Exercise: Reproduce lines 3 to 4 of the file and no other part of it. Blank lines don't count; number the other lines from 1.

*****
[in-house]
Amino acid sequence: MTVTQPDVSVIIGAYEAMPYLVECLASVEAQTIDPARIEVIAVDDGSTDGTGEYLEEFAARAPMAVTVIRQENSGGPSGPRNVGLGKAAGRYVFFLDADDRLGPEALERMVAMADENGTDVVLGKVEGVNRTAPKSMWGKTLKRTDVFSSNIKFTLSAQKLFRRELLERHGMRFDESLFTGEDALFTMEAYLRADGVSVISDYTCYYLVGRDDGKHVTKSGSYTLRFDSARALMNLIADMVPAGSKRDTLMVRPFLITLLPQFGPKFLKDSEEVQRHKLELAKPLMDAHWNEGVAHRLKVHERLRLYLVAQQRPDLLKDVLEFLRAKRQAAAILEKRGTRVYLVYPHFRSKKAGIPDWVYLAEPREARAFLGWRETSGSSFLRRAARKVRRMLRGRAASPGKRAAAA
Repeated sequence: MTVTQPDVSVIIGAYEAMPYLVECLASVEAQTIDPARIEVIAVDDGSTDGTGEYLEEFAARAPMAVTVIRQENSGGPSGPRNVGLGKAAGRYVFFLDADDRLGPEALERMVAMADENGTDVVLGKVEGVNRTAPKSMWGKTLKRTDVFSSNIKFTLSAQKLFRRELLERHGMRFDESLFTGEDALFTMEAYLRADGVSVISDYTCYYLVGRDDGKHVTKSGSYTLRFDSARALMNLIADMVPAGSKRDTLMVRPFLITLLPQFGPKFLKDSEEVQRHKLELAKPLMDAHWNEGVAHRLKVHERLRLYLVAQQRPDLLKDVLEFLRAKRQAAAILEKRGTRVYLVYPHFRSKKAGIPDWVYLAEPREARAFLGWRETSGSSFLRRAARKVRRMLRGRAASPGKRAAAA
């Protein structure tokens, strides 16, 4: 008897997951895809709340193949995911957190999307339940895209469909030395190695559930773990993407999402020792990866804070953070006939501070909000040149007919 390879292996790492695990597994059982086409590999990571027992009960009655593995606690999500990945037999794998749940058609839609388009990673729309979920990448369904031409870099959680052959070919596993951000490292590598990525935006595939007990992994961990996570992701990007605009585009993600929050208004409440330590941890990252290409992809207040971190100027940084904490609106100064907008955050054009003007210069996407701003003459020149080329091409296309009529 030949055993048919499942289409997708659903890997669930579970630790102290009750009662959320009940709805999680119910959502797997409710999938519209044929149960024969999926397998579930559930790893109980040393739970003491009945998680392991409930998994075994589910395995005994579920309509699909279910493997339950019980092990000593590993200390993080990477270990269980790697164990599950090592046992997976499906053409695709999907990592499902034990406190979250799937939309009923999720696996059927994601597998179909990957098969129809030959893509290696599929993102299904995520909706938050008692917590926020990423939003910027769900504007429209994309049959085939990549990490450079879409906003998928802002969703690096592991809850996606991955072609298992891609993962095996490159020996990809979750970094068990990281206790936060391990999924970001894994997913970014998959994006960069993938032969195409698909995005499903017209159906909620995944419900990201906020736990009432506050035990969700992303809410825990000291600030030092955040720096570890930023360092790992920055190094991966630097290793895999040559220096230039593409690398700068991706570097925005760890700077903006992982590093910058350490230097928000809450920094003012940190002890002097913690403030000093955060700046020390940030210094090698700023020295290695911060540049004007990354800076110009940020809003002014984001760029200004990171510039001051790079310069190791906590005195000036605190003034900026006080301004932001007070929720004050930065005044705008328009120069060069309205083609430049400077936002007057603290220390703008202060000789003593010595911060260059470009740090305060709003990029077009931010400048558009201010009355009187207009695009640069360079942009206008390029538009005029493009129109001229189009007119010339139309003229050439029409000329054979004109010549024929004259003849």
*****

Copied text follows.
Repeated sequence: MTVTQPDVSVIIGAYEAMPYLVECLASVEAQTIDPARIEVIAVDDGSTDGTGEYLEEFAARAPMAVTVIRQENSGGPSGPRNVGLGKAAGRYVFFLDADDRLGPEALERMVAMADENGTDVVLGKVEGVNRTAPKSMWGKTLKRTDVFSSNIKFTLSAQKLFRRELLERHGMRFDESLFTGEDALFTMEAYLRADGVSVISDYTCYYLVGRDDGKHVTKSGSYTLRFDSARALMNLIADMVPAGSKRDTLMVRPFLITLLPQFGPKFLKDSEEVQRHKLELAKPLMDAHWNEGVAHRLKVHERLRLYLVAQQRPDLLKDVLEFLRAKRQAAAILEKRGTRVYLVYPHFRSKKAGIPDWVYLAEPREARAFLGWRETSGSSFLRRAARKVRRMLRGRAASPGKRAAAA
């Protein structure tokens, strides 16, 4: 008897997951895809709340193949995911957190999307339940895209469909030395190695559930773990993407999402020792990866804070953070006939501070909000040149007919 390879292996790492695990597994059982086409590999990571027992009960009655593995606690999500990945037999794998749940058609839609388009990673729309979920990448369904031409870099959680052959070919596993951000490292590598990525935006595939007990992994961990996570992701990007605009585009993600929050208004409440330590941890990252290409992809207040971190100027940084904490609106100064907008955050054009003007210069996407701003003459020149080329091409296309009529 030949055993048919499942289409997708659903890997669930579970630790102290009750009662959320009940709805999680119910959502797997409710999938519209044929149960024969999926397998579930559930790893109980040393739970003491009945998680392991409930998994075994589910395995005994579920309509699909279910493997339950019980092990000593590993200390993080990477270990269980790697164990599950090592046992997976499906053409695709999907990592499902034990406190979250799937939309009923999720696996059927994601597998179909990957098969129809030959893509290696599929993102299904995520909706938050008692917590926020990423939003910027769900504007429209994309049959085939990549990490450079879409906003998928802002969703690096592991809850996606991955072609298992891609993962095996490159020996990809979750970094068990990281206790936060391990999924970001894994997913970014998959994006960069993938032969195409698909995005499903017209159906909620995944419900990201906020736990009432506050035990969700992303809410825990000291600030030092955040720096570890930023360092790992920055190094991966630097290793895999040559220096230039593409690398700068991706570097925005760890700077903006992982590093910058350490230097928000809450920094003012940190002890002097913690403030000093955060700046020390940030210094090698700023020295290695911060540049004007990354800076110009940020809003002014984001760029200004990171510039001051790079310069190791906590005195000036605190003034900026006080301004932001007070929720004050930065005044705008328009120069060069309205083609430049400077936002007057603290220390703008202060000789003593010595911060260059470009740090305060709003990029077009931010400048558009201010009355009187207009695009640069360079942009206008390029538009005029493009129109001229189009007119010339139309003229050439029409000329054979004109010549024929004259003849």